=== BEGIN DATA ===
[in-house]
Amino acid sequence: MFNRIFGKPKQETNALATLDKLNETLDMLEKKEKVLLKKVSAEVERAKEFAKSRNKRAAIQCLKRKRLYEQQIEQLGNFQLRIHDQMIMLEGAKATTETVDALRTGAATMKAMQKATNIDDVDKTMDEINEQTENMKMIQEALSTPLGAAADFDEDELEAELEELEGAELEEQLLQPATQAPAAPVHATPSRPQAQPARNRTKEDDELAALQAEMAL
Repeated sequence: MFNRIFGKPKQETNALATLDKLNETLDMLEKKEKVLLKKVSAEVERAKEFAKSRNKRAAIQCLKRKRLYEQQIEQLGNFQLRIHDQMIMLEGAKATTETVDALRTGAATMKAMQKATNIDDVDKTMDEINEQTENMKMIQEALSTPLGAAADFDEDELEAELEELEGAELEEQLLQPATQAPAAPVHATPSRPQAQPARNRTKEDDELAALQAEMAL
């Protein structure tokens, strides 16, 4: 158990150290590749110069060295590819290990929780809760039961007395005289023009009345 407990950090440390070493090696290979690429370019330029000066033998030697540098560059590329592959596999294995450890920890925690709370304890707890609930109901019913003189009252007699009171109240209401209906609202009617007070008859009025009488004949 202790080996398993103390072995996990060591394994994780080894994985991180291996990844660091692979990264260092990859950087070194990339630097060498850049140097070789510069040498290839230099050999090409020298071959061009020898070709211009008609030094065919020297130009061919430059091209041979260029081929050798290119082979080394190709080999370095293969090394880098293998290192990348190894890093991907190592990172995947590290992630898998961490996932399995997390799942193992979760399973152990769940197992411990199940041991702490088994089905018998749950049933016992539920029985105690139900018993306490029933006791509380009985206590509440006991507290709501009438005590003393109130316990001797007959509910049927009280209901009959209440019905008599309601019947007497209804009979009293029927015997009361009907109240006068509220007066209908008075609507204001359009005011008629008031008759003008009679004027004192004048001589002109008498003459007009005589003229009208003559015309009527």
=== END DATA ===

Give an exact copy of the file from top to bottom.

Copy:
[in-house]
Amino acid sequence: MFNRIFGKPKQETNALATLDKLNETLDMLEKKEKVLLKKVSAEVERAKEFAKSRNKRAAIQCLKRKRLYEQQIEQLGNFQLRIHDQMIMLEGAKATTETVDALRTGAATMKAMQKATNIDDVDKTMDEINEQTENMKMIQEALSTPLGAAADFDEDELEAELEELEGAELEEQLLQPATQAPAAPVHATPSRPQAQPARNRTKEDDELAALQAEMAL
Repeated sequence: MFNRIFGKPKQETNALATLDKLNETLDMLEKKEKVLLKKVSAEVERAKEFAKSRNKRAAIQCLKRKRLYEQQIEQLGNFQLRIHDQMIMLEGAKATTETVDALRTGAATMKAMQKATNIDDVDKTMDEINEQTENMKMIQEALSTPLGAAADFDEDELEAELEELEGAELEEQLLQPATQAPAAPVHATPSRPQAQPARNRTKEDDELAALQAEMAL
């Protein structure tokens, strides 16, 4: 158990150290590749110069060295590819290990929780809760039961007395005289023009009345 407990950090440390070493090696290979690429370019330029000066033998030697540098560059590329592959596999294995450890920890925690709370304890707890609930109901019913003189009252007699009171109240209401209906609202009617007070008859009025009488004949 202790080996398993103390072995996990060591394994994780080894994985991180291996990844660091692979990264260092990859950087070194990339630097060498850049140097070789510069040498290839230099050999090409020298071959061009020898070709211009008609030094065919020297130009061919430059091209041979260029081929050798290119082979080394190709080999370095293969090394880098293998290192990348190894890093991907190592990172995947590290992630898998961490996932399995997390799942193992979760399973152990769940197992411990199940041991702490088994089905018998749950049933016992539920029985105690139900018993306490029933006791509380009985206590509440006991507290709501009438005590003393109130316990001797007959509910049927009280209901009959209440019905008599309601019947007497209804009979009293029927015997009361009907109240006068509220007066209908008075609507204001359009005011008629008031008759003008009679004027004192004048001589002109008498003459007009005589003229009208003559015309009527």